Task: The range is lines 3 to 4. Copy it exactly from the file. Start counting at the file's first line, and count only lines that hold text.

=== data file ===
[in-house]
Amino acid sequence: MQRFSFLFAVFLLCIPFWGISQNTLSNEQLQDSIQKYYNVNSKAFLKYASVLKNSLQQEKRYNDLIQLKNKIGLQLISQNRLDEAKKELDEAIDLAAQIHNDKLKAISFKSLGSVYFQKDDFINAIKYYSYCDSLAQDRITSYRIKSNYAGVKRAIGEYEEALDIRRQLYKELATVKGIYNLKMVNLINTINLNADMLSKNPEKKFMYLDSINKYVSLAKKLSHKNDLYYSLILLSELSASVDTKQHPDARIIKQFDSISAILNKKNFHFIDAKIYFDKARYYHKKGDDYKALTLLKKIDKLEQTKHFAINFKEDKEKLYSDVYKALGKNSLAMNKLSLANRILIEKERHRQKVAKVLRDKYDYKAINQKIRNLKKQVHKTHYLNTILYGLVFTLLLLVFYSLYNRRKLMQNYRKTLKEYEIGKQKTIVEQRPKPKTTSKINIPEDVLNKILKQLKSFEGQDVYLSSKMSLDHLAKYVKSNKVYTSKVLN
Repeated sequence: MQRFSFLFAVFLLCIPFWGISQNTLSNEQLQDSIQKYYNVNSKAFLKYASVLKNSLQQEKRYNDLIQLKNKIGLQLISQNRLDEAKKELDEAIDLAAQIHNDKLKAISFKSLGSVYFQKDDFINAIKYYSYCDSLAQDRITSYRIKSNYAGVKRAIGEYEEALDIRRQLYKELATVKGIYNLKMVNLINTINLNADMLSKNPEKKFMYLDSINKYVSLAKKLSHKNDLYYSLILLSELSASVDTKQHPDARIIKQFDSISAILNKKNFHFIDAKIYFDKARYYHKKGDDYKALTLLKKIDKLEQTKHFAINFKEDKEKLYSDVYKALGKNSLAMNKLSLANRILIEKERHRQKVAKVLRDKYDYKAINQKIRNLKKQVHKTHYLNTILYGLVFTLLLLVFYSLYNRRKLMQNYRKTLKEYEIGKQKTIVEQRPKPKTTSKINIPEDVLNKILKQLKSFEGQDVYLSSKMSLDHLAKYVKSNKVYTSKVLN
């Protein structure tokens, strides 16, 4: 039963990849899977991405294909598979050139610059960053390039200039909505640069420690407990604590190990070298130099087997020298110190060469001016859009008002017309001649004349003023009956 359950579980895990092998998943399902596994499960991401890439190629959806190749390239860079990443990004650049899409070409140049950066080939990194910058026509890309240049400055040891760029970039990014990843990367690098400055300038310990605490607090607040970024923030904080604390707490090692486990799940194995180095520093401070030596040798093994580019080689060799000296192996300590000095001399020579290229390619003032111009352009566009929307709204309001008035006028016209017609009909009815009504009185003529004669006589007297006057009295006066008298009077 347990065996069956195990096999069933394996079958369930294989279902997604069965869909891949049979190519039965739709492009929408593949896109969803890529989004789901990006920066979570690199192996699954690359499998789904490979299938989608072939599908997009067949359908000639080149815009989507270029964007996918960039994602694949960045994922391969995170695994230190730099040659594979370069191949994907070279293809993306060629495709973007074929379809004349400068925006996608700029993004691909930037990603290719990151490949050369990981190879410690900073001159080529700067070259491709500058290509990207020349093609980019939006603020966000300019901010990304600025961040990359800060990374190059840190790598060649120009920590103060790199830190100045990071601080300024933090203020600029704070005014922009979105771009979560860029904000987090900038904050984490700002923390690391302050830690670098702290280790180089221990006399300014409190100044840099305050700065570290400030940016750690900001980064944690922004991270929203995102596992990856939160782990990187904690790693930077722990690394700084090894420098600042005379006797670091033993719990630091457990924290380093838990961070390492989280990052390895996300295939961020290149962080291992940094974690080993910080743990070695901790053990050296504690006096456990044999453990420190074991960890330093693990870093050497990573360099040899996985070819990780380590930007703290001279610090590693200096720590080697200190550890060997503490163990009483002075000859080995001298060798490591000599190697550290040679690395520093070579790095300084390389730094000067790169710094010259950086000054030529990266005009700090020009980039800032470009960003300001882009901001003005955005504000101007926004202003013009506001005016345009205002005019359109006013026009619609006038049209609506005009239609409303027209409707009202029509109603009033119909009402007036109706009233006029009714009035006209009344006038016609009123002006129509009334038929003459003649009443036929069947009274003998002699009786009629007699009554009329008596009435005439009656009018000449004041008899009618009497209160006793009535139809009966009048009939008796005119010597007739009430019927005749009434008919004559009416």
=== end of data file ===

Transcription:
Repeated sequence: MQRFSFLFAVFLLCIPFWGISQNTLSNEQLQDSIQKYYNVNSKAFLKYASVLKNSLQQEKRYNDLIQLKNKIGLQLISQNRLDEAKKELDEAIDLAAQIHNDKLKAISFKSLGSVYFQKDDFINAIKYYSYCDSLAQDRITSYRIKSNYAGVKRAIGEYEEALDIRRQLYKELATVKGIYNLKMVNLINTINLNADMLSKNPEKKFMYLDSINKYVSLAKKLSHKNDLYYSLILLSELSASVDTKQHPDARIIKQFDSISAILNKKNFHFIDAKIYFDKARYYHKKGDDYKALTLLKKIDKLEQTKHFAINFKEDKEKLYSDVYKALGKNSLAMNKLSLANRILIEKERHRQKVAKVLRDKYDYKAINQKIRNLKKQVHKTHYLNTILYGLVFTLLLLVFYSLYNRRKLMQNYRKTLKEYEIGKQKTIVEQRPKPKTTSKINIPEDVLNKILKQLKSFEGQDVYLSSKMSLDHLAKYVKSNKVYTSKVLN
């Protein structure tokens, strides 16, 4: 039963990849899977991405294909598979050139610059960053390039200039909505640069420690407990604590190990070298130099087997020298110190060469001016859009008002017309001649004349003023009956 359950579980895990092998998943399902596994499960991401890439190629959806190749390239860079990443990004650049899409070409140049950066080939990194910058026509890309240049400055040891760029970039990014990843990367690098400055300038310990605490607090607040970024923030904080604390707490090692486990799940194995180095520093401070030596040798093994580019080689060799000296192996300590000095001399020579290229390619003032111009352009566009929307709204309001008035006028016209017609009909009815009504009185003529004669006589007297006057009295006066008298009077 347990065996069956195990096999069933394996079958369930294989279902997604069965869909891949049979190519039965739709492009929408593949896109969803890529989004789901990006920066979570690199192996699954690359499998789904490979299938989608072939599908997009067949359908000639080149815009989507270029964007996918960039994602694949960045994922391969995170695994230190730099040659594979370069191949994907070279293809993306060629495709973007074929379809004349400068925006996608700029993004691909930037990603290719990151490949050369990981190879410690900073001159080529700067070259491709500058290509990207020349093609980019939006603020966000300019901010990304600025961040990359800060990374190059840190790598060649120009920590103060790199830190100045990071601080300024933090203020600029704070005014922009979105771009979560860029904000987090900038904050984490700002923390690391302050830690670098702290280790180089221990006399300014409190100044840099305050700065570290400030940016750690900001980064944690922004991270929203995102596992990856939160782990990187904690790693930077722990690394700084090894420098600042005379006797670091033993719990630091457990924290380093838990961070390492989280990052390895996300295939961020290149962080291992940094974690080993910080743990070695901790053990050296504690006096456990044999453990420190074991960890330093693990870093050497990573360099040899996985070819990780380590930007703290001279610090590693200096720590080697200190550890060997503490163990009483002075000859080995001298060798490591000599190697550290040679690395520093070579790095300084390389730094000067790169710094010259950086000054030529990266005009700090020009980039800032470009960003300001882009901001003005955005504000101007926004202003013009506001005016345009205002005019359109006013026009619609006038049209609506005009239609409303027209409707009202029509109603009033119909009402007036109706009233006029009714009035006209009344006038016609009123002006129509009334038929003459003649009443036929069947009274003998002699009786009629007699009554009329008596009435005439009656009018000449004041008899009618009497209160006793009535139809009966009048009939008796005119010597007739009430019927005749009434008919004559009416």